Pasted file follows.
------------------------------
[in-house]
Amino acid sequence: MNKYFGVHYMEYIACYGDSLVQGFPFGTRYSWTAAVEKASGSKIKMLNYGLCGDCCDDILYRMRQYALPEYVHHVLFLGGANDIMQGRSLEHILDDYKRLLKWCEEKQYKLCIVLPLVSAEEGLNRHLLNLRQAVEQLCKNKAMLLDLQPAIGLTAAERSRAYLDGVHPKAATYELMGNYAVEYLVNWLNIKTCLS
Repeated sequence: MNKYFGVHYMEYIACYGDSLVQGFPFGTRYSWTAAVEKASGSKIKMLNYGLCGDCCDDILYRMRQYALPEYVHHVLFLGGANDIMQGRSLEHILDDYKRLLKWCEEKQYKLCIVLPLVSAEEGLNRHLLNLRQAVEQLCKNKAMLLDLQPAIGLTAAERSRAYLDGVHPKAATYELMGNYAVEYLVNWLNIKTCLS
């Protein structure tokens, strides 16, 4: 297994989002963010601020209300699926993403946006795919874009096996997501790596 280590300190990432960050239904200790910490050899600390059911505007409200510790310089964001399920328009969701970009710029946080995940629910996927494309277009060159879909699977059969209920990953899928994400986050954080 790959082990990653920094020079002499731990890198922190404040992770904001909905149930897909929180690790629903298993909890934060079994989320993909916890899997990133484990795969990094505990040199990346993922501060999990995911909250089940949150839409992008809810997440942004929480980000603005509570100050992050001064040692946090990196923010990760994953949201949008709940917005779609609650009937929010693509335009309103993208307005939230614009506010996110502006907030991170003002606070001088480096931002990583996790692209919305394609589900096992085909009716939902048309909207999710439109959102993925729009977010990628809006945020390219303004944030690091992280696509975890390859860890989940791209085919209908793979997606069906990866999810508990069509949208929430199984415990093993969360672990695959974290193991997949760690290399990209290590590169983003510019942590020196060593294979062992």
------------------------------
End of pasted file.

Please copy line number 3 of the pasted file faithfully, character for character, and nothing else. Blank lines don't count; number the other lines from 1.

Repeated sequence: MNKYFGVHYMEYIACYGDSLVQGFPFGTRYSWTAAVEKASGSKIKMLNYGLCGDCCDDILYRMRQYALPEYVHHVLFLGGANDIMQGRSLEHILDDYKRLLKWCEEKQYKLCIVLPLVSAEEGLNRHLLNLRQAVEQLCKNKAMLLDLQPAIGLTAAERSRAYLDGVHPKAATYELMGNYAVEYLVNWLNIKTCLS